The best defense is a good offense. That maxim has been repeatedly proven in athletics, business competition and, sadly, in war. It is also true in advocacy.
To make progress, progressives need to go on the offensive. We must make the development of proactive policy a central component of our work. We must drive bold, proactive agendas in states and localities, even the ones controlled by conservatives. We must arm our activists with policies that represent their values, and that energize them to fight for something instead of just defending the status quo.
Only a proactive strategy makes news, frames the debate, and dictates timing. Only a proactive strategy forces opponents to shift their resources and time to defend unpopular positions. Only a proactive strategy shapes the broader political environment.
Here are six advantages to a proactive strategy, even when the policy is quite ambitious or the governing body is quite conservative:
Proactive policy educates policymakers
Unless a policy is formally introduced, many officials are unaware that a problem exists. Policymakers deal with hundreds or thousands of issues at a time, as well as constituent service complaints. And in most jurisdictions, they have few or no staff to help them. If lenders are misrepresenting themselves in a devious way, or there’s an unexpected source of pollution, or women’s rights are quietly violated, then you should devise a policy response. Bills and other formal proposals get the attention of policymakers, and at least they will understand there is a problem to address, whether they are liberal or conservative, elected or appointed.
Proactive policy generates news coverage
To be effective, progressive advocates need media coverage. It’s the most cost-effective way to communicate with the general public. But it is often hard to make our policy arguments newsworthy. One big advantage of legislation is that it can be pitched as “hard news” at many points in the process: at an announcement that legislation is forthcoming; when the policy is introduced; when a committee holds a hearing; when a committee fails to hold a hearing and advocates call for one; and when a policy passes or is defeated in any committee or body. (For more about earned media, see Chapter 15.) You can generate news coverage even—or especially—when the legislation is directed at top policy leaders, the policy is satirical, or it’s simply a resolution. News coverage is essential to progressive advocacy—after all, how can local residents get excited about our issues if they’ve never heard of them?
Proactive policy frames the issue
The right wing has a history of framing their issues successfully. Just look at their cynical use of the phrases “death tax,” “partial birth abortion,” and “job creators.” Yet, framing is not just a matter of clever words. The most effective way to frame a debate is to select the policy that will be debated. The right wing introduces measures, even when they have little chance of passing, in order to spread misinformation, such as “voter fraud” and “fetal pain.” Progressives need to promote measures that frame the debate to our advantage, where the other side has to play defense against popular causes such as a higher minimum wage, closing tax loopholes for the rich, supporting clean energy, lowering prescription drug prices, and protecting women’s rights under Roe v. Wade.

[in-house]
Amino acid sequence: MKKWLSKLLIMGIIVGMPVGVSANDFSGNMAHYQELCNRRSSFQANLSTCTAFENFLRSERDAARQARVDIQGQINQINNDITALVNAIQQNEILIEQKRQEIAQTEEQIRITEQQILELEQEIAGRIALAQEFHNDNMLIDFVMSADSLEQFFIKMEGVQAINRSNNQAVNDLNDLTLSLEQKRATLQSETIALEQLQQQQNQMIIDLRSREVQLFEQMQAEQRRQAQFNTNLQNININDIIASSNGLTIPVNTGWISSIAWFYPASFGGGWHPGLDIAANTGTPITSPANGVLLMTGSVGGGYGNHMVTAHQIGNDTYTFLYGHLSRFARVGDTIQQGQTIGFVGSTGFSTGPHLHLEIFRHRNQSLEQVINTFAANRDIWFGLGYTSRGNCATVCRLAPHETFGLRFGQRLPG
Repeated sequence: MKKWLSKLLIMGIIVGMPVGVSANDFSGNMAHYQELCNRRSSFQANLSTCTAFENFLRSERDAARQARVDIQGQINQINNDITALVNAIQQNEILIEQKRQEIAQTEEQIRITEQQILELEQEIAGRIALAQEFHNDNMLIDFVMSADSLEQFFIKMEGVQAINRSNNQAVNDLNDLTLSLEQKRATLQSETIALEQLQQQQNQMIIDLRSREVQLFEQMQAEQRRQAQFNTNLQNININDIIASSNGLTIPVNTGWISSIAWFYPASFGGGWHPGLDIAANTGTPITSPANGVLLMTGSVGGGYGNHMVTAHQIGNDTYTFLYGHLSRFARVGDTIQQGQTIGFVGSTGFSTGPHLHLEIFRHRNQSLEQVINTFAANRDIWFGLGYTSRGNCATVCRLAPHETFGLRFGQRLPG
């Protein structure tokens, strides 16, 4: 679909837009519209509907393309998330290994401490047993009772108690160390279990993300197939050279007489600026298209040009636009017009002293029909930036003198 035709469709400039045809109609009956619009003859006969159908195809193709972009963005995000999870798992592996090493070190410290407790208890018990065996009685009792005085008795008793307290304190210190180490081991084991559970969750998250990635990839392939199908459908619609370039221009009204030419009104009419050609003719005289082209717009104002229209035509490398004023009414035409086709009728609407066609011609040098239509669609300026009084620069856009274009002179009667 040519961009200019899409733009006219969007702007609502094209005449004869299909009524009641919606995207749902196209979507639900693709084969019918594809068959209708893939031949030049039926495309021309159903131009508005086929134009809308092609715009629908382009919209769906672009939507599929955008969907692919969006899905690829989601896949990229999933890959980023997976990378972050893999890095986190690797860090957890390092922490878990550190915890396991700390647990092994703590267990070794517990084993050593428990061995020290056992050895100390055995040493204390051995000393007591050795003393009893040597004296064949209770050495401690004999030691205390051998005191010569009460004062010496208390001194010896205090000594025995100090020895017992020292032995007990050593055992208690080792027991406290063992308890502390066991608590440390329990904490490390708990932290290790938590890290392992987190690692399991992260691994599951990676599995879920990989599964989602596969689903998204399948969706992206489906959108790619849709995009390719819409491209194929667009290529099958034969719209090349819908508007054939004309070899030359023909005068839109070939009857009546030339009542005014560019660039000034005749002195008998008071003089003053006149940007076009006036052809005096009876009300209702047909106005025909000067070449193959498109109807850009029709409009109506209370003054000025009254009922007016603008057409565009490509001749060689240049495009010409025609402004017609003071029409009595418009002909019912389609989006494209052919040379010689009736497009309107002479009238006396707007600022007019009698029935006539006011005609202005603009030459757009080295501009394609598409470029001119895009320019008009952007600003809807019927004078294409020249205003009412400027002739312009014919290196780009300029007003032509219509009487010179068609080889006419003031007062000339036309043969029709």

Proactive policy forces officials to take a position
Unless they are leaders on a particular issue, policymakers usually will not take a position until they have to. When there’s a specific proposal, you can pressure progressives to cosponsor or commit, and get conservatives to publicly confirm their opposition—which you can later use against them. And, with a policy introduced, you can compel your opponents to publicly state the reasons for their opposition, which you can also use.
Proactive policy builds grassroots support
Progressives have a tremendous core of supporters at the grassroots, but activists often feel helpless. On the federal level, few of them live where there is even a remote chance of persuading their U.S. Senators or Representative. Our activists need to be given tasks that are positive, significant and achievable. That is possible—and needs to be done—at the state and local levels across America. Proactive bills and ordinances, even resolutions, allow progressives to activate volunteers and strengthen the movement.
Proactive policy shapes the debate
In many jurisdictions, it has become nearly impossible to pass progressive, or even moderate, legislation. In those places, little good is going to happen until we elect progressive majorities. But it is awfully hard to do so without showing that the current officials oppose good ideas. Therefore, one of our priorities must always be to introduce popular policies, compel officials to take a public stand for or against them, and make sure the public knows when they do the wrong thing.
As Sen. Paul Wellstone (D-MN) said, “If we don’t fight hard enough for the things we stand for, at some point we have to recognize that we don’t really stand for them.” So, promote the boldest legislation possible—measures that force your opponent(s) to debate you on your strongest ground.